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Vic Holt and Alby Stockley - Airswimming Interview

A new production of Airswimming by multi-award-winning playwright Charlotte Jones, will be presented at the White Bear Theatre, Kennington from 17th to 21st October.

This moving yet dark comedy is inspired by the real story of two women, Miss Kitson and Miss Baker, who, in the early 1920’s, were incarcerated in a hospital for the criminally insane, as moral imbeciles - one for wishing to dress like a man and the other for bearing an illegitimate child.  

Discarded by society and forgotten by their families, Dora and Persephone are united by circumstances.  They develop a unique bond, adopt alter egos, Dorph and Porph, and together tread water and create an imagined world in which Doris Day provides solace and hope. The fluid timeline flows between the harsh linear world of the hospital and a world of their imagination.

Scandalously the two inmates and many others who suffered a similar fate were not released until the 1970s and this brilliant play is a stark reminder of society’s cruel treatment endured by the forgotten women of these generations.

The production stars Vic Holt as Dora/Dorph and Alby Stockley as Persephone/Porph. Vic and Alby recently graduated from drama school. They had both enjoyed successful careers before training, Vic as a Consultant Child and Adolescent Psychiatrist and Alby as a Youth Worker. Airswimming is a play they are both passionate about and wanted to produce and they are so delighted their dream is now a reality.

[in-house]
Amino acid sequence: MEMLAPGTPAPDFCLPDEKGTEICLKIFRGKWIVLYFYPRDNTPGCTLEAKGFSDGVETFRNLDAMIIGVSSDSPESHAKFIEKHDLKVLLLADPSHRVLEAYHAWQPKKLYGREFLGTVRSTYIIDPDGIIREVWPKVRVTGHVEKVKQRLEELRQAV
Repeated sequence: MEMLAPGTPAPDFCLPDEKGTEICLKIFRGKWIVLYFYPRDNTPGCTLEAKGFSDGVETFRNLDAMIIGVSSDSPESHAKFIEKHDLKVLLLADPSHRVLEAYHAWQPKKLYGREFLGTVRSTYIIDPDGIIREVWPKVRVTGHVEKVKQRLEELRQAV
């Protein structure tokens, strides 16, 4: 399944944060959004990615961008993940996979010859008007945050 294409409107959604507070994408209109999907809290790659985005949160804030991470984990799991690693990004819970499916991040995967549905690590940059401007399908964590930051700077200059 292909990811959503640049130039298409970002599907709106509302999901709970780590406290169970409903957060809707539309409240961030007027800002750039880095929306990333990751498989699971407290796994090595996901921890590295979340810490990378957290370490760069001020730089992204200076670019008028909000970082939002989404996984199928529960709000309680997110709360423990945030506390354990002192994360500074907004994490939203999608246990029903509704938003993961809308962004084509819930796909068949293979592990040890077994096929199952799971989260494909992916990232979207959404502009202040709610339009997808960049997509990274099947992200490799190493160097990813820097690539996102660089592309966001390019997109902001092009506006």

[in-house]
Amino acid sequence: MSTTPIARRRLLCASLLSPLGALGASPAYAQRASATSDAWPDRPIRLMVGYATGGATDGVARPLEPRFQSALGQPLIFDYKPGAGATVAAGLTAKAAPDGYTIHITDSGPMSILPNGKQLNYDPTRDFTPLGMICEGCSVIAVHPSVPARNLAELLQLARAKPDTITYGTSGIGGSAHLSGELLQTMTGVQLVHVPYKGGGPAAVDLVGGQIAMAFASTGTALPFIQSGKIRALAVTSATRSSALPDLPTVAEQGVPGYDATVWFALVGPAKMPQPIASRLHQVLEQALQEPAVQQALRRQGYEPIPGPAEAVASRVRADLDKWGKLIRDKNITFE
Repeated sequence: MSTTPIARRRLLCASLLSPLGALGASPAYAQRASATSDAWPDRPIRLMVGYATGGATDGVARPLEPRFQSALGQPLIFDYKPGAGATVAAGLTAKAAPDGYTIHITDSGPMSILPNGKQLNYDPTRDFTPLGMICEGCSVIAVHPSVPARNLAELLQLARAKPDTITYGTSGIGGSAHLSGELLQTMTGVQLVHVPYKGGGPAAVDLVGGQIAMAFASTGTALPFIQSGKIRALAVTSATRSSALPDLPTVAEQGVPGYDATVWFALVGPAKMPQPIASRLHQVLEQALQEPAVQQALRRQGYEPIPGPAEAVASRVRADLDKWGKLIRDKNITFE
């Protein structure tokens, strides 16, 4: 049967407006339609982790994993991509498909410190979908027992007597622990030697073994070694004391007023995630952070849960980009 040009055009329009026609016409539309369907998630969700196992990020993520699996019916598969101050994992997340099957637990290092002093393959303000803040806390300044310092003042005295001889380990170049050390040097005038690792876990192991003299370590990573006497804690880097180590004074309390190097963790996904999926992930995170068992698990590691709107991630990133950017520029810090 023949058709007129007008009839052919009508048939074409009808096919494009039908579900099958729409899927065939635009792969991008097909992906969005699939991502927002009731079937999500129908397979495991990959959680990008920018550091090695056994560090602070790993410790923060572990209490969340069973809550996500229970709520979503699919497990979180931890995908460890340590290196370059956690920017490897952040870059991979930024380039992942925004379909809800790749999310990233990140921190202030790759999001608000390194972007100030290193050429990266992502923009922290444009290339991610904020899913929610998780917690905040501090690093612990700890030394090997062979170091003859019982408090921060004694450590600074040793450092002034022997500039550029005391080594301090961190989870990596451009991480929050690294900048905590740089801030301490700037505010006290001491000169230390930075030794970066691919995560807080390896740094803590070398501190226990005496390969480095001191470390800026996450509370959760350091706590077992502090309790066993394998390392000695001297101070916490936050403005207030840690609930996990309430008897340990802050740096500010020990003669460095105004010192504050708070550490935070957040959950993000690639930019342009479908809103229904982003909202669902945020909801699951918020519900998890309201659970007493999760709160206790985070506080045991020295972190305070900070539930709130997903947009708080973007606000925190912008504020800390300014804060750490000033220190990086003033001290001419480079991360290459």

Ahead of the run I caught up with Vic and Alby to discuss the production.

Can you please begin by telling me a little bit about the piece and your role within the show?

Vic: Air Swimming is based on the lives of 2 women who were incarcerated into an asylum in the 1920s and not released until the 1970s. Miss Dora Kitson (for dressing like a man) and Miss Persephone Baker (for having an illegitimate child)

They form a close bond and find ways of coping with their fate, often providing comfort and support to each other over 50 years.  I play Dora.

The play also has alternate scenes of Dorph (Dora) and Porph (Perspephone) which could be interpreted as them developing alter egos to find a way to cope with  their incarceration or could be seen as Dora and Persephone post asylum when they are older and struggling with PTSD, they continue to comfort and support each other after becoming institutionalised.

Alby:  The piece is the journey of two women who were incarcerated during the 1920’s for breaking the societal and moral norms/expectations of the time. They are labelled, institutionalised and forgotten by their families, by a system that is perverted to stifle and render them impotent. And by a society that is rigid and unforgiving. When they are finally released it is into a world they have neither the knowledge or the tools to traverse. It is a story of survival, love and friendship.

I play Persephone, a naive and cosseted woman who has a child by an already married man. She is a product of her upbringing, but manages to retain a sense of innocence and joy despite all that she endures.